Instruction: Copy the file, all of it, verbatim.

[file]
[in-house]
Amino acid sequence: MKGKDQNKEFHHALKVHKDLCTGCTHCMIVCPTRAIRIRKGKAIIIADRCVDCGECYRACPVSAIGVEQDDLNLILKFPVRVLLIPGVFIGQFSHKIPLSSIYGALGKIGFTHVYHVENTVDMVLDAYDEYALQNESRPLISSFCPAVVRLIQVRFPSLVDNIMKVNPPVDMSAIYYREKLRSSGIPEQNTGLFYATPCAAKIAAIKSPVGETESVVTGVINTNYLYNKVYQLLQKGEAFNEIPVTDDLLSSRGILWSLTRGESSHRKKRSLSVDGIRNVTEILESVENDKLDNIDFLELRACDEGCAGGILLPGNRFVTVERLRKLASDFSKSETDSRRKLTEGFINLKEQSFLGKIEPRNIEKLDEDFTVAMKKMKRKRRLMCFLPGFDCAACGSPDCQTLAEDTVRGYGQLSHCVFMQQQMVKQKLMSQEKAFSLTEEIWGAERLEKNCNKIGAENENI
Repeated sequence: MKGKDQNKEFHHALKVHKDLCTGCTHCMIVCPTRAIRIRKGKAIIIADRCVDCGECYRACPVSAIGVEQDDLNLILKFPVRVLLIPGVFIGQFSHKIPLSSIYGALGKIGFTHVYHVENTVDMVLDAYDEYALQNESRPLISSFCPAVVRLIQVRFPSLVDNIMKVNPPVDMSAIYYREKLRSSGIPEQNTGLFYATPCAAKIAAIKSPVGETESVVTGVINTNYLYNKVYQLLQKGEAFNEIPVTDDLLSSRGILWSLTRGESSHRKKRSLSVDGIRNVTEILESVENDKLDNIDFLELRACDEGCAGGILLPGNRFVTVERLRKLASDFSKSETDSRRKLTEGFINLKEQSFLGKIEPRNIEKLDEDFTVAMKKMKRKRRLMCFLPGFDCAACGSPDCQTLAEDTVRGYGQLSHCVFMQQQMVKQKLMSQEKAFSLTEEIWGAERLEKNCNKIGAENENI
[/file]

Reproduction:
[in-house]
Amino acid sequence: MKGKDQNKEFHHALKVHKDLCTGCTHCMIVCPTRAIRIRKGKAIIIADRCVDCGECYRACPVSAIGVEQDDLNLILKFPVRVLLIPGVFIGQFSHKIPLSSIYGALGKIGFTHVYHVENTVDMVLDAYDEYALQNESRPLISSFCPAVVRLIQVRFPSLVDNIMKVNPPVDMSAIYYREKLRSSGIPEQNTGLFYATPCAAKIAAIKSPVGETESVVTGVINTNYLYNKVYQLLQKGEAFNEIPVTDDLLSSRGILWSLTRGESSHRKKRSLSVDGIRNVTEILESVENDKLDNIDFLELRACDEGCAGGILLPGNRFVTVERLRKLASDFSKSETDSRRKLTEGFINLKEQSFLGKIEPRNIEKLDEDFTVAMKKMKRKRRLMCFLPGFDCAACGSPDCQTLAEDTVRGYGQLSHCVFMQQQMVKQKLMSQEKAFSLTEEIWGAERLEKNCNKIGAENENI
Repeated sequence: MKGKDQNKEFHHALKVHKDLCTGCTHCMIVCPTRAIRIRKGKAIIIADRCVDCGECYRACPVSAIGVEQDDLNLILKFPVRVLLIPGVFIGQFSHKIPLSSIYGALGKIGFTHVYHVENTVDMVLDAYDEYALQNESRPLISSFCPAVVRLIQVRFPSLVDNIMKVNPPVDMSAIYYREKLRSSGIPEQNTGLFYATPCAAKIAAIKSPVGETESVVTGVINTNYLYNKVYQLLQKGEAFNEIPVTDDLLSSRGILWSLTRGESSHRKKRSLSVDGIRNVTEILESVENDKLDNIDFLELRACDEGCAGGILLPGNRFVTVERLRKLASDFSKSETDSRRKLTEGFINLKEQSFLGKIEPRNIEKLDEDFTVAMKKMKRKRRLMCFLPGFDCAACGSPDCQTLAEDTVRGYGQLSHCVFMQQQMVKQKLMSQEKAFSLTEEIWGAERLEKNCNKIGAENENI